By James O Malley and Darren Orf
Next week is Apple's next big WWDC 2015 keynote event, where the company is expected to unveil what we can expect to see leaving its labs in the next few months. These events are always clouded in secrecy - but that doesn't meant that things don't leak out, rumours don't begin to swirl and we can make some informed guesses about what the company will have to show us. So what can we expect?
Beats Streaming Service
We know it is coming - we'll be absolutely stunned if it isn't, but the expectation is that Apple will be launching its own streaming music service to compete with the likes of Spotify.
Following the acquisition of Dr Dre's Beats last year, we're also expecting it to be Beats branded. So certain are we of its existence that even rumours of pricing have emerged. The expectation is that it will be priced the same as Spotify - but instead of the free tier, there will be DJ-curated radio stations.
It'll be a tough market for Apple to crack, with Spotify already fairly well established - but if anyone can do it, it's Apple.
On a related note, if you like wildcard guesses, dare we speculate that Apple could unveil new Beats headphones that don't connect through the headphone socket, but through the Lightning port? The advantage would be that the sound could be transmitted digitally - and thus without losing quality. It wouldn't be completely unprecedented - earlier this year Phillips released headphones that work like this, but we're yet to see anything first-party from Apple.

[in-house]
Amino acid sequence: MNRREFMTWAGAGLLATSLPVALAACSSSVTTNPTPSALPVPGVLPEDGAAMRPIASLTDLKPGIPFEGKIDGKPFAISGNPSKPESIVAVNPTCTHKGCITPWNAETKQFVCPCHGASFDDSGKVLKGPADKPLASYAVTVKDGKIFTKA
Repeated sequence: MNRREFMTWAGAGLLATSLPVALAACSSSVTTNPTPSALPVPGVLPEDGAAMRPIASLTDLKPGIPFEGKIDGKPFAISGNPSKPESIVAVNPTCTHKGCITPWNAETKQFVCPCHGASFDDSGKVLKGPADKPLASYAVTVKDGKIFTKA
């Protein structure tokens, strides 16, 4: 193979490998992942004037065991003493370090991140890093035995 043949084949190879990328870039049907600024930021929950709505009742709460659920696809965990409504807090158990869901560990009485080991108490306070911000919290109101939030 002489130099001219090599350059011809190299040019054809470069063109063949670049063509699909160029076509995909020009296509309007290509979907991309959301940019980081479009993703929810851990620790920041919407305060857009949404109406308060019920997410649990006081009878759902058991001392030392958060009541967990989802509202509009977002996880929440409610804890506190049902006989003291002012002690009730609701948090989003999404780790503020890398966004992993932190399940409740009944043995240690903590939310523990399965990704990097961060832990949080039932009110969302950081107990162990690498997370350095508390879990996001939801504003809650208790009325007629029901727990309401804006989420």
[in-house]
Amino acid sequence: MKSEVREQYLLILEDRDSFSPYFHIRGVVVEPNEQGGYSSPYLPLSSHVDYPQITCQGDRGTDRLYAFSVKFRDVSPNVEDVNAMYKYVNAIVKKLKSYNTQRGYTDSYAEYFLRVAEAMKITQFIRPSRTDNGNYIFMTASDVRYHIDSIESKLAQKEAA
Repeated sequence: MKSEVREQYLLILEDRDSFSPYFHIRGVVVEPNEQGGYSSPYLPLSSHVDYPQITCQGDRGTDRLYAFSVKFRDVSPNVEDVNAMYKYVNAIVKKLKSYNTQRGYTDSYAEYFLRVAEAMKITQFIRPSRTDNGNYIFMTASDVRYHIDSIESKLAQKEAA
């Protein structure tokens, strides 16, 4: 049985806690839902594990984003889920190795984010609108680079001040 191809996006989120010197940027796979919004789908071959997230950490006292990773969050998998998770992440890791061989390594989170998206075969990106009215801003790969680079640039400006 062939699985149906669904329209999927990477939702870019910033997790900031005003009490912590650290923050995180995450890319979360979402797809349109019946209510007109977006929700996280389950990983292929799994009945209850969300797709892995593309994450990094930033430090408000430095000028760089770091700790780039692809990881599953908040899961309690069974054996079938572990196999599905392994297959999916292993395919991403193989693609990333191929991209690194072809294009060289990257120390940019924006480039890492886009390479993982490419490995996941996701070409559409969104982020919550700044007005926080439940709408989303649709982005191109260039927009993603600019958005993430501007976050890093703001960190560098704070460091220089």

Surely it is about time for Apple to update its ageing Apple TV? All of the signs are pointing towards it. The rumour mill is predicting a new TV-based app store, and there's increasing chatter about a new Apple TV forming the basis of Apple's HomeKit internet-of-things strategy - and last year Apple dropped the price considerably, we thought to clear out excess stock of the old model.
Apple is thought to be pursuing a new TV service that subverts the traditional model of having a cable or satellite provider, instead letting people stream straight to Apple TV.
So will we see something new? We hope so - but just this week the New York Times is reporting that Apple won't be saying anything, not for hardware issues but because the content for the new TV service still isn't there, and deals still haven't been struck with the content providers.
Sadly, it looks like we'll have to do without a new Apple TV for a little longer.
One dead certain announcement is the official reveal of iOS9 - the latest iteration of Apple's mobile operating system. Giz UK has already put together an extensive write-up on what we can expect from the new OS, but in short we can expect not revolutionary changes, but behind-the-scenes tinkering that will hopefully make things faster, and hopefully have a smaller "footprint" on your phone's memory.
The new OS is also expected to have new shortcuts (similar to how you can switch Wi-Fi off and on at the touch of a button), and we're expecting a new "Home" app to provide a central hub for controlling IoT devices.
There has also been speculation that the new iOS will (excitingly) change the iPhone to use a whole new font! Specifically, San Francisco, the same as the one the Apple Watch uses.
Siri also looks set to get a bit of an upgrade - here's hoping we'll finally be able to type questions to the virtual assistant, like Windows users can with Cortana.
But it’s more than cosmetics; Siri may also be getting a much-needed API overhaul, called “breadcrumbs,” that would allow third-party developers limited access to Apple’s voice assistant.